So, how did I fall into this Great Quest? Why take the plunge over and over again? As with many an epic tale, it began in my youth. When I was 23, before I knew there was a Robbie Williams, I wanted to be Robbie Williams. I spent two years in London playing gigs and pursuing an ultimately futile dream and rarely seeing the sun. I never swam once. When I returned to Sydney, the scales fell from my eyes. You couldn’t imagine a greater contrast. London in mid-winter, wet and grey. Sydney in mid-summer, sunshine reflecting off everything, the deep pink bougainvillea vines, the glass windows on the harbour ferries, the white gulls and pelicans hanging above the beaches, and dazzling on the water. There was sparkling water everywhere. The harbour, the ocean and the hundreds of swimming pools. I was like a freed man. The waters of Eden were at my feet waiting for me. I had been dying of thirst and never even realised it.

I mark the start of The Quest at Fairlight Harbour Pool, not far from Manly (that’s the pool at the top of this article – not bad, is it?). I was working nights – still trying to be a rock and roll star during the day – so I drove against the morning commuters to this gorgeous tidal pool and immersed myself in salt water, sand and surf, floating, floating, floating while everyone else was rushing, rushing, rushing for the train or playing dodgems in the traffic.

Here’s what I discovered that day. Water changes you. It heals you, literally supports you, caresses you and tingles every nerve on the surface of your skin in a way nothing else can. 

Let me ask you a question, have you ever not felt better after a swim? Have you ever not felt refreshed? I haven’t. I’ve always felt, not to be too poetic about it, a sense of rebirth. From water we came (Do you remember floating in your mother’s tummy? A part of you does). The more bracing the water, the more exhilarating as your blood flashes out to try and smother the cold and your heart pumps and pumps and pumps. Let me tell you, you know you’re alive.

I’m all for walks in the wilderness or cycling through mountains and running city streets but nowhere can you surrender the same way as you can in water. You can’t control water. You never know how it’s going to embrace you and how it’s going to move across your body. Maybe that’s why it’s so enlivening – it never feels the same. Every time you immerse yourself in water, your millions of miniscule skin sensors are captivated in a million different ways. You’ve probably heard you’re 70% water, or 80%, or 99%, or whatever it is. I don’t know if that’s relevant to anything at all but it seems to me that when you’re back in the water, well, isn’t that where you’re meant to be? You can play in the water your whole life. It will always surprise you and refresh you.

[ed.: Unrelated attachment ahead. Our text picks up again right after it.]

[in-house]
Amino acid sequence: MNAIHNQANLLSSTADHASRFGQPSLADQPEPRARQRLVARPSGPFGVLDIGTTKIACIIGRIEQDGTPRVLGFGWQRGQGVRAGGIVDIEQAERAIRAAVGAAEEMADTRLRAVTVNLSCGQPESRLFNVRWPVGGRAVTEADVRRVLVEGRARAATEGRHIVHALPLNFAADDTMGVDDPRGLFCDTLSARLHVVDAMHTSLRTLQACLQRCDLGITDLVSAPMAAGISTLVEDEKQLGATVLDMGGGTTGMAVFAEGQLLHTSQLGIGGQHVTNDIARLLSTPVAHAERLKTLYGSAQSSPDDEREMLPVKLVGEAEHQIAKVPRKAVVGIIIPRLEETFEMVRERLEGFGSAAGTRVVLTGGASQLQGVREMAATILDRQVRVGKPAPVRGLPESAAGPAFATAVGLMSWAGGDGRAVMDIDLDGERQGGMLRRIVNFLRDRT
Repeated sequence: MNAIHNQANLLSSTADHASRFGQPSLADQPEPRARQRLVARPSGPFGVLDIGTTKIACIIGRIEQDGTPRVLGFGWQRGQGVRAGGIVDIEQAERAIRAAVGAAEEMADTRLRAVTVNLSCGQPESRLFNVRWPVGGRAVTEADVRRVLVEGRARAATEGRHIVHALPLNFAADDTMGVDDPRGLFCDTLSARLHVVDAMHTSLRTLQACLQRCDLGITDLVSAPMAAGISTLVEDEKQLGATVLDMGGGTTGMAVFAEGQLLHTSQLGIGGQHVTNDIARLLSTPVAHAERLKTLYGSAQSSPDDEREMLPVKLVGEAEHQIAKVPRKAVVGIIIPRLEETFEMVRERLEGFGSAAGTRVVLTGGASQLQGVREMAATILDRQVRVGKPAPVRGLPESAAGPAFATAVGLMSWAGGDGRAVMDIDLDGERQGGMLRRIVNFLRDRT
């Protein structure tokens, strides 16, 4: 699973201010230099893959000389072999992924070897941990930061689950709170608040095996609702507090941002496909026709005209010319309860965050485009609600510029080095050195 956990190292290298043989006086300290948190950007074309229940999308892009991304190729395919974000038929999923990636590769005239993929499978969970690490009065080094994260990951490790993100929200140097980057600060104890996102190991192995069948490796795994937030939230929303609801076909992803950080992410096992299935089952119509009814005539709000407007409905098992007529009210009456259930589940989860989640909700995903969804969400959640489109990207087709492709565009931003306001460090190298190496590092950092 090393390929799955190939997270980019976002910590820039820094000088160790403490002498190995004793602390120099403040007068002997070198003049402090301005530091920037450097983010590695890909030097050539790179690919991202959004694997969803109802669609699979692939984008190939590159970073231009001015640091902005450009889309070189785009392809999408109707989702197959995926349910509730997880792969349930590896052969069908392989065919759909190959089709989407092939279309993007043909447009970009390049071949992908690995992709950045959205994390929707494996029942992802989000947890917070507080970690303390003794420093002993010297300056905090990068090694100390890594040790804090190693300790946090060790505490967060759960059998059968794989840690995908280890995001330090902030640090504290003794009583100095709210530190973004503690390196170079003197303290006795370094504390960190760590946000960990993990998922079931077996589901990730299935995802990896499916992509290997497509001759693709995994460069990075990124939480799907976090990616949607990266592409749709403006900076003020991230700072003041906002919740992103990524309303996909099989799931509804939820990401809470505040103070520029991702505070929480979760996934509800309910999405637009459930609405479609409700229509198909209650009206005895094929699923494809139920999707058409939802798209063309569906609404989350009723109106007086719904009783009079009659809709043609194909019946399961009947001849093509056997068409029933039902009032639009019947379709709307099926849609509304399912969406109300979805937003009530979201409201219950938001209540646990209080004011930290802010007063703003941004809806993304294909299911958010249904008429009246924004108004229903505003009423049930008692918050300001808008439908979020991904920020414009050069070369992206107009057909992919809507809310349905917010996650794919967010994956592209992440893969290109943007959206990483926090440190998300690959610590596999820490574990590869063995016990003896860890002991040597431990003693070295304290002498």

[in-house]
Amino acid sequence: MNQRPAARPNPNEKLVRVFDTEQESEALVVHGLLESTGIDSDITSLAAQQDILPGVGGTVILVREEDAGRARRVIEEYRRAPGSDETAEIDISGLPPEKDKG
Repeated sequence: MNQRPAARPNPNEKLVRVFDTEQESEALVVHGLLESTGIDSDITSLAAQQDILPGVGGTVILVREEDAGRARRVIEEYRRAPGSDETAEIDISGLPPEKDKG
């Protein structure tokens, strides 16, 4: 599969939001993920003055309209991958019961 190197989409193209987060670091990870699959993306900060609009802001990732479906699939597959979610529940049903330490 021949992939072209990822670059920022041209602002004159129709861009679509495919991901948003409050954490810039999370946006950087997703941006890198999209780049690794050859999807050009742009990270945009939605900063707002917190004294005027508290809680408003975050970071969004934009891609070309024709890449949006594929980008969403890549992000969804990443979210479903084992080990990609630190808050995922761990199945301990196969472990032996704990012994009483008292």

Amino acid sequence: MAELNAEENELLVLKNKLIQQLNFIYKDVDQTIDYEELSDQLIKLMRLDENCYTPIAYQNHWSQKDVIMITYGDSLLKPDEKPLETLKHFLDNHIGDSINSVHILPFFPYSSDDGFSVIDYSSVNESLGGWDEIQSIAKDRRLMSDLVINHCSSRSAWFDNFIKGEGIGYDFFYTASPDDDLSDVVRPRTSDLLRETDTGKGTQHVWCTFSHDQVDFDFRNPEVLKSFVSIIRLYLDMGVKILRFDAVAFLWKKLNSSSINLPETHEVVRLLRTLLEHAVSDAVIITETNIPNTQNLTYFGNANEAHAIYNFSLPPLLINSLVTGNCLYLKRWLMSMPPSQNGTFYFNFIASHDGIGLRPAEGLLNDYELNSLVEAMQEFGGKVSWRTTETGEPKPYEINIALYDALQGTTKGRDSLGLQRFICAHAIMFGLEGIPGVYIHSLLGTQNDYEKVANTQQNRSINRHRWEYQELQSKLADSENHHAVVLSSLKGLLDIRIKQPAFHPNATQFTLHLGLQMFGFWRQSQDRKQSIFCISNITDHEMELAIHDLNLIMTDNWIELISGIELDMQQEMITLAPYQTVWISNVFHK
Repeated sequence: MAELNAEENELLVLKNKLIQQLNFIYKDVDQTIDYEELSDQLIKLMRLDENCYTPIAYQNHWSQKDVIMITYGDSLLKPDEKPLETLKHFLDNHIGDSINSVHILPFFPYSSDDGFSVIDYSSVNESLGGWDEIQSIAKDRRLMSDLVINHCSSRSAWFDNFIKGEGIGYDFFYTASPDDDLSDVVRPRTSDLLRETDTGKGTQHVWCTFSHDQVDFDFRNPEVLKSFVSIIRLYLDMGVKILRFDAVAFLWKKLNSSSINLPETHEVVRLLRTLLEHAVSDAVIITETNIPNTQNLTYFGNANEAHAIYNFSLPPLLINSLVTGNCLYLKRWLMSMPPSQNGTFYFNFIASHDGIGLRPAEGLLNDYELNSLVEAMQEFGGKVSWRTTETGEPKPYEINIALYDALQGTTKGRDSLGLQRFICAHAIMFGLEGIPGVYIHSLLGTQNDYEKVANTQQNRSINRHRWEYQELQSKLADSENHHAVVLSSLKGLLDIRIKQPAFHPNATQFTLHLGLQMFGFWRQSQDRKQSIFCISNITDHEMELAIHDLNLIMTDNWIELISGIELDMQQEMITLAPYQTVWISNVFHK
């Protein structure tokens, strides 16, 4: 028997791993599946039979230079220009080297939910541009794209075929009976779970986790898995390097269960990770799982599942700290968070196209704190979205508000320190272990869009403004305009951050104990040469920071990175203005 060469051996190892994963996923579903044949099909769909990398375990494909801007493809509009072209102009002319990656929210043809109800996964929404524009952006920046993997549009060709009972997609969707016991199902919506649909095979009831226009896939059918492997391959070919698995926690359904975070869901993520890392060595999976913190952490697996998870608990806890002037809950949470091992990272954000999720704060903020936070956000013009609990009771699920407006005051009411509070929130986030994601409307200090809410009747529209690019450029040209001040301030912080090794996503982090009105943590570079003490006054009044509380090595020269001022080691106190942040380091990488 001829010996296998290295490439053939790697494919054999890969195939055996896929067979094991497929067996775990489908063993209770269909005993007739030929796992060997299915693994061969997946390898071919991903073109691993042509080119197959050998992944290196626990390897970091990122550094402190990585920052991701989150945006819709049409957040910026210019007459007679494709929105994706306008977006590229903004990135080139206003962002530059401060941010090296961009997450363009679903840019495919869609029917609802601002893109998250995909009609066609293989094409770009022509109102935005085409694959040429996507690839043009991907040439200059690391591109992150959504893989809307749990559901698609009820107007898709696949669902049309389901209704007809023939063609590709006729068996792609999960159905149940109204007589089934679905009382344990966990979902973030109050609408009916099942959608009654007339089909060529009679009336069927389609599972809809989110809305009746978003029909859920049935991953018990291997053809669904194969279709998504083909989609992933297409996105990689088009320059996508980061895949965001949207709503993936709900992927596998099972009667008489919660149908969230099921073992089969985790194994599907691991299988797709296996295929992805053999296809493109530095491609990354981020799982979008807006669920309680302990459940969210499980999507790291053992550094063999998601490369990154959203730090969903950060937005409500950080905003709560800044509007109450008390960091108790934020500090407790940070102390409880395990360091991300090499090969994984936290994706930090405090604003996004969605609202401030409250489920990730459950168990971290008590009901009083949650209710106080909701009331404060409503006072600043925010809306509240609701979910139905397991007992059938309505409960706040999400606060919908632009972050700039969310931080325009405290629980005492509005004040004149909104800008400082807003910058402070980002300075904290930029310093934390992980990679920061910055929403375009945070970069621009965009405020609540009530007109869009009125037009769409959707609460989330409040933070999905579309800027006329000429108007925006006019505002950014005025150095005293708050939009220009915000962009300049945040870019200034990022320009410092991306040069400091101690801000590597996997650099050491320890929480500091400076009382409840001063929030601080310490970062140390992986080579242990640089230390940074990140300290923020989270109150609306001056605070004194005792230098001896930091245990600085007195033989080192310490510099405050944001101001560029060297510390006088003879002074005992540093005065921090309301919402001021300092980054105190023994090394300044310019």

Back to my confident friend with the comb (and his friend without a comb). I think they were onto something. I’m grateful that they didn’t waltz outside and swim ahead of me in my lane, dressed as they weren’t. But as I said at the start, we were all born swimming and not wearing much. We began life in water and we didn’t come out in speedos and goggles. I think those gentlemen knew that. They felt very comfortable in their skins. Maybe that was their way of re-capturing that lost innocence. I’m sympathetic. 

I have a lot to thank Fairlight pool for. The experience was so far removed from my childhood chlorine-saturated aquatic memories that it’s not too much so say, from a swimming point of view, I was reborn that day.

* I might explain in more detail at another time the wonders of this currently unseen but surely soon-to-be-Olympic-event swimming stroke. A particular touch of genius, I feel, are the protocols around the beginning of the race. According to the bylaws which I shall shortly pen, the swimmers begin as per freestyle or breaststroke, that is, on the blocks facing the water. However, at the sound of the gun, the brave competitors dive forwards (and here’s the magical part) performing a half spin mid-air entering the water on their back facing the ceiling. You can imagine the TV audience rising from their seats at the wonder of it. That’s if the swimmers can actually pull it off. I never have. They then begin spinning their way merrily down the pool trying not to throw up.

Fairlight pool was #1 on the author’s quest to swim 1000 pools around the world.